Today, I am honored to have the opportunity to announce new tools and new grant awards – our next bold moves.  You are the first to hear that our updated National Training Standards for Sexual Assault Medical Forensic Examiners are now live on our website. We aren’t stopping there.  We are funding End Violence Against Women International to update an interactive training in a “virtual sexual assault forensic facility.”  In the virtual facility, students can participate in interactive training sessions on all aspects of the sexual assault medical forensic examination—from interviewing the survivor through courtroom testimony—with master practitioners and trainers.

It is terrific to see a campus track at this amazing conference! At this time of year, many of us are sending our kids back to school or off to college for the first time, and September is Campus Safety Awareness Month.  According to the Bureau of Justice Statistics, a significant portion of sexual assaults on campus are perpetrated against first-year students during September and October,[1] meaning incoming freshmen are especially vulnerable at the time they are just starting out their college careers.

OVW’s Grants to Reduce Sexual Assault, Domestic Violence, Dating Violence, and Stalking on Campus Program supports institutions of higher education in implementing comprehensive, coordinated responses to violent crimes on campus through partnerships with victim services providers and justice agencies. Grantees work collaboratively with local law enforcement and prosecutors, campus athletic programs, Greek life organizations, and off-campus victim services, as each plays a critical role in making campuses safer and more just. For example, right here in California, the University of California-Irvine uses its Campus Program grant to provide training for university police, campus conduct officers, and the campus hearing board so that each group is familiar with state and federal laws, the dynamics of sexual violence, and the use of technology to stalk and abuse.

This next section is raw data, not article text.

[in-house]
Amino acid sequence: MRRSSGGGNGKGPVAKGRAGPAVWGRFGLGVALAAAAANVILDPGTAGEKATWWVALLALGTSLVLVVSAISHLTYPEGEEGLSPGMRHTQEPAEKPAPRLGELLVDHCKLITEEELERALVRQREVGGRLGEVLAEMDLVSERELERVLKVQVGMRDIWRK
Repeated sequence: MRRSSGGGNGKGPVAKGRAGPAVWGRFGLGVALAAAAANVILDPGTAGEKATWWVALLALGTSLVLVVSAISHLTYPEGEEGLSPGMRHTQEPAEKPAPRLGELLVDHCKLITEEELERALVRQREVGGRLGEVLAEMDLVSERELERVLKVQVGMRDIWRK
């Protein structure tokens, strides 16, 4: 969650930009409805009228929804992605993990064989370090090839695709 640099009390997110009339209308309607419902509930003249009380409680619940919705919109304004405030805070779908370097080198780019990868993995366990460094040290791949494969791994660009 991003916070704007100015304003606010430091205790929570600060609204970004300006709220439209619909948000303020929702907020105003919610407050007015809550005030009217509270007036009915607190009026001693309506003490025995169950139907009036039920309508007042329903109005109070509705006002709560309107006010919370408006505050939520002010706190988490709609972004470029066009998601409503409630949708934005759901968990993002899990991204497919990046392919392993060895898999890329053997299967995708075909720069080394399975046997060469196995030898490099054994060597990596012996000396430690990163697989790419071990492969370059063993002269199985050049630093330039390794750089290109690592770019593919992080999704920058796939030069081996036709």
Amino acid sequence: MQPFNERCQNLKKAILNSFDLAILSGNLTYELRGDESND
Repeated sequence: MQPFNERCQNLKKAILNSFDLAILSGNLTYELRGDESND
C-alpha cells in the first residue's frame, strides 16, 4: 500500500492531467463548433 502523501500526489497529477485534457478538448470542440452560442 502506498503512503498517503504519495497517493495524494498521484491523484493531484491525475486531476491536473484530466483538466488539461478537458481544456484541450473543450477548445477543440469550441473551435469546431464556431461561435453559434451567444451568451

Today, we are announcing $18 million in grant awards to 57 colleges and universities through OVW’s Campus Program.  Learn more at:

We are also announcing the award of $32 million to 54 sites through the Improving Criminal Justice Responses Program.  Learn more at:  These grants exemplify the coordinated community response model and fund the kind of bold, collaborative initiatives we need to end sexual assault. Six new projects will focus primarily on sexual assault.

Ending sexual assault in one generation will take these kinds of bold moves – bold moves taken as a community in collaboration and partnership. We all need to work together: victim services, law enforcement, prosecution, courts, health professionals, federal and state governments, campuses, volunteers, bystanders, and survivors to end this terrible crime of violence. Looking out at this room gives me the hope that we can. Let’s keep taking bold steps forward together.

Thank you.



[1] Krebs, C., Lindquist, C., Berzofsky, M., Shook-Sa, B., Peterson, K., Planty, M., et al. (2016). Campus climate survey validation study. Final technical report. Washington, DC: Bureau of Justice Statistics, U.S. Department of Justice. Available at:

Updated September 7, 2018